Great that's one guy's opinion. If you look you can find many more who disagree. What we're seeing in Russia is most certainly not a return to their cold war stance.
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Old 2008-11-10, 22:29   Link #40
Fipskuul
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Originally Posted by Kamui4356 View Post
Perhaps, but add something like that to the tensions between sunnis and shiites and you'll have problems.
Even though they may have tensions, they (the ones near the middle east, at the least) unite at one ideal. Both sides would prefer an erased Israel over many things, no matter how outrageous it may sound.

Israel could have done more to erase those fears, after all that will make them feel unconstrained. But, maybe US has more part in that compared to Israel. US's plans for the region actually prevented that to be developing, friendly relationship, that is. If US wouldn't have supported dictatorship regimes at the region, for a very long time, the ordinary people in that region wouldn't have to feel locking his mind to the outside world (that is still going on). US was afraid losing the unconditional support of those countries in the region, but, if they were a true friend of Israel, they would have done much better. So that brings me to my final point, are they really friends? Or, is there some bigger plan that is going on behind many secret doors, that has allowed Israel to accept the ongoing state within the middle east.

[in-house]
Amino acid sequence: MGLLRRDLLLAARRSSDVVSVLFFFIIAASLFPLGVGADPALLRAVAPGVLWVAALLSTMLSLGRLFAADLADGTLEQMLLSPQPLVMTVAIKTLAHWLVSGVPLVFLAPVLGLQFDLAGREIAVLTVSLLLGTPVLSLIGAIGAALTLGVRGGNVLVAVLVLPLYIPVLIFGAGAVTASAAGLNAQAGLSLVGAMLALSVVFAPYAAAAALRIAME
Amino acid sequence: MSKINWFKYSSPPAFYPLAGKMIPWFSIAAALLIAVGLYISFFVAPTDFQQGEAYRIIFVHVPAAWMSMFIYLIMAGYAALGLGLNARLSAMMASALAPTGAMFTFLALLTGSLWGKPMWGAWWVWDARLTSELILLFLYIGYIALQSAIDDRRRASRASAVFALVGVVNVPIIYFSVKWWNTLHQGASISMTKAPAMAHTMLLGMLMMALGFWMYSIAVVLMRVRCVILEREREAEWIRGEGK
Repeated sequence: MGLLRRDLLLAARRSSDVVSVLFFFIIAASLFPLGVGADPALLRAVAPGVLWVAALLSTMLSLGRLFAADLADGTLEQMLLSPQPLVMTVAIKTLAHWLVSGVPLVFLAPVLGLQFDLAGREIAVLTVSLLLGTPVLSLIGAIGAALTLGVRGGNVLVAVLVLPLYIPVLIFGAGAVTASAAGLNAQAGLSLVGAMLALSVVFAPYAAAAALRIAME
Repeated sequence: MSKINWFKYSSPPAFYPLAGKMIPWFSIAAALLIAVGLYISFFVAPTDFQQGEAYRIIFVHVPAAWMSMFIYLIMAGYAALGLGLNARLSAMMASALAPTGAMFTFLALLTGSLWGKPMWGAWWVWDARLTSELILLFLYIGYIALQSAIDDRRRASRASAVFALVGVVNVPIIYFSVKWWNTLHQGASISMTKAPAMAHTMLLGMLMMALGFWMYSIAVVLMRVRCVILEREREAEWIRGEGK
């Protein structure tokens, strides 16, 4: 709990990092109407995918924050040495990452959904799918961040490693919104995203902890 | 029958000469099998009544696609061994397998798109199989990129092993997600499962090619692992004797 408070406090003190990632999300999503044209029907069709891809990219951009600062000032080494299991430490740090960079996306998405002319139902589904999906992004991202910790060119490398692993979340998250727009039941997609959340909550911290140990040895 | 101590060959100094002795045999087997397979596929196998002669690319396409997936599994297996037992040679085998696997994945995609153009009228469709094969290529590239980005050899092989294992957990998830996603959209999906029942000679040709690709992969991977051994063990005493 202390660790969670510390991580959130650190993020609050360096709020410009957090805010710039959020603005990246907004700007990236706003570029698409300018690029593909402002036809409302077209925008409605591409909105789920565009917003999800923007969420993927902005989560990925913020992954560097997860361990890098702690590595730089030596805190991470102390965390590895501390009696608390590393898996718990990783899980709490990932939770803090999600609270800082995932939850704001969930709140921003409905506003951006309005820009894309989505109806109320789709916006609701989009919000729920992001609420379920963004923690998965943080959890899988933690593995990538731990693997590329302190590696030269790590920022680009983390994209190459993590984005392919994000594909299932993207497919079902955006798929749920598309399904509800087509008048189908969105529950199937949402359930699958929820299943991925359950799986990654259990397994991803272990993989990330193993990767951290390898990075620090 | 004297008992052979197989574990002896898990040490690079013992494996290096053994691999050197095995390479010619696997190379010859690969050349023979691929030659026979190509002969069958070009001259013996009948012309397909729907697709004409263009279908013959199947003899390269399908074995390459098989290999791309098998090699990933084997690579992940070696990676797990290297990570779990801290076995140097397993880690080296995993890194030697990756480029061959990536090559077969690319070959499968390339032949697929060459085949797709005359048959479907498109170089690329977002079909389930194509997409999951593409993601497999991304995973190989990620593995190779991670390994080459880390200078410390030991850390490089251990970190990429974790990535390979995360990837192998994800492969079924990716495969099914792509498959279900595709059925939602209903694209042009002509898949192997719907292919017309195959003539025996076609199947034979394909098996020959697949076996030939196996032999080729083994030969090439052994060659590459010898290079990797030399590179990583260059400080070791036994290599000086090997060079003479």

We will see how Obama will handle the situation.